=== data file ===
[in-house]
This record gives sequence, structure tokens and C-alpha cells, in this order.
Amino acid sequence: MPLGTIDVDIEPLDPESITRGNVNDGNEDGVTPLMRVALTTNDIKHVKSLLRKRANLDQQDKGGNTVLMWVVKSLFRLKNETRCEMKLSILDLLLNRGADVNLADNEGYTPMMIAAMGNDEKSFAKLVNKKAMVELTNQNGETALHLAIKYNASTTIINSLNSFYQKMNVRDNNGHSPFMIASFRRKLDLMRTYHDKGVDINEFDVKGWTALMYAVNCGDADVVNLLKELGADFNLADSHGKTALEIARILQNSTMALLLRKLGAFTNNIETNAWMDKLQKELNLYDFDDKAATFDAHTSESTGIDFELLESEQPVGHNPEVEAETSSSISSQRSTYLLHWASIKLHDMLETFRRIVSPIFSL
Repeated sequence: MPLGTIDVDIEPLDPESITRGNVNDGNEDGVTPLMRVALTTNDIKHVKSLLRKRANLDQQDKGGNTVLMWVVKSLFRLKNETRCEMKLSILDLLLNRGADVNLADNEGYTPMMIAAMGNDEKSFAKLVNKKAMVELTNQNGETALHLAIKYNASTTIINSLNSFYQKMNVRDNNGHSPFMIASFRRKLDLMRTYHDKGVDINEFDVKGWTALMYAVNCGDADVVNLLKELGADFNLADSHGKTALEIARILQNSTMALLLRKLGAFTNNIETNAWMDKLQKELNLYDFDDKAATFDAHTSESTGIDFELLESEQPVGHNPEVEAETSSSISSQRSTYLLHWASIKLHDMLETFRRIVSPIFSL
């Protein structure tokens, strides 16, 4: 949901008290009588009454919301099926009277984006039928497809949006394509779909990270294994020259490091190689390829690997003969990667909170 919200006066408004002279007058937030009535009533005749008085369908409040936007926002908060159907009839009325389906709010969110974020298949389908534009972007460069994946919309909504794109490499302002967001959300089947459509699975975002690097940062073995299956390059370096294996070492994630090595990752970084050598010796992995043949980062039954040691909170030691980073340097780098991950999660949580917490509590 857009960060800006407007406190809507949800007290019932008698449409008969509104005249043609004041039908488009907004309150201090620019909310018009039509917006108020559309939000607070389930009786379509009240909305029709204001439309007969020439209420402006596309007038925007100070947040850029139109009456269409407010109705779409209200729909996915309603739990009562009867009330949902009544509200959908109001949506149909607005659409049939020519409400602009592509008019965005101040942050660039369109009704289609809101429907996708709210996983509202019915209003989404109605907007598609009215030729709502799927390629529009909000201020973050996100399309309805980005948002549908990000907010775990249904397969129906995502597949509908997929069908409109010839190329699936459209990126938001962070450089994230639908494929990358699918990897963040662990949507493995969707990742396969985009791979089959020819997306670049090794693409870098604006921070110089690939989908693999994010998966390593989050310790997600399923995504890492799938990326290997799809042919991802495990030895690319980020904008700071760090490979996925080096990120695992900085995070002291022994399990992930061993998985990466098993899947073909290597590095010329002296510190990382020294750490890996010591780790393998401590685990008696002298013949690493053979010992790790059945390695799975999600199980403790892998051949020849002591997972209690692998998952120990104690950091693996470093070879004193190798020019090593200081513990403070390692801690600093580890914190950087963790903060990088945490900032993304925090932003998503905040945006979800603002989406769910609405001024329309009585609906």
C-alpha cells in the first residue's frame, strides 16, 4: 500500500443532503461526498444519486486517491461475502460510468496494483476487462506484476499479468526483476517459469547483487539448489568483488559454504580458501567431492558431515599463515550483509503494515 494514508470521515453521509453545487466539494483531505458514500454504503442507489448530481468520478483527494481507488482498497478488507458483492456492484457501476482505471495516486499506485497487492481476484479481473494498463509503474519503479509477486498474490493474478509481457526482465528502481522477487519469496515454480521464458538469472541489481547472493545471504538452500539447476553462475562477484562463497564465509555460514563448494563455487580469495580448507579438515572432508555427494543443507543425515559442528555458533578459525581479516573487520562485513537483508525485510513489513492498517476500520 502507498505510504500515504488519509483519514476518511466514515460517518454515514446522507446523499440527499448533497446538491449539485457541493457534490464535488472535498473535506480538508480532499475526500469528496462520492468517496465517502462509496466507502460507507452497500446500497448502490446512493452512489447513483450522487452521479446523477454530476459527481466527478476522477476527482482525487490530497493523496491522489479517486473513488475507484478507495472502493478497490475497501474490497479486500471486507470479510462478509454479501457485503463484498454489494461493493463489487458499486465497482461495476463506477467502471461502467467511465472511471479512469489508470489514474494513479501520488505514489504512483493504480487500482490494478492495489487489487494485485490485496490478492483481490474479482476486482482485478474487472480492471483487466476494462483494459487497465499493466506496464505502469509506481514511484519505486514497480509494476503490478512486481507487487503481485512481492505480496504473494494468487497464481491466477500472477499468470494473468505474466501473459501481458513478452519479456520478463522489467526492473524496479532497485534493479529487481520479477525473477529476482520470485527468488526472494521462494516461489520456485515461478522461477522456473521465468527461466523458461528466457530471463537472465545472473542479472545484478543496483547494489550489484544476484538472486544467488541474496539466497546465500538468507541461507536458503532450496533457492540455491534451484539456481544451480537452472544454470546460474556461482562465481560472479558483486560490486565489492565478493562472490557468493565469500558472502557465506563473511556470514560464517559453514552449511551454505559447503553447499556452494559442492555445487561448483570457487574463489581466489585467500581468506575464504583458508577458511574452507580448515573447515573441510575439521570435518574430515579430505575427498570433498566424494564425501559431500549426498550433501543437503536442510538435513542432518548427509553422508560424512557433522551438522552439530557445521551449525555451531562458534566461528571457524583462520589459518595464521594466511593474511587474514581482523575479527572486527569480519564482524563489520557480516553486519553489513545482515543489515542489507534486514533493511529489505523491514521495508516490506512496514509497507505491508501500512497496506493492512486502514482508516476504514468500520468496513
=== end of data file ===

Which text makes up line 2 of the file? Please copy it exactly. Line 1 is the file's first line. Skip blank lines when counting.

This record gives sequence, structure tokens and C-alpha cells, in this order.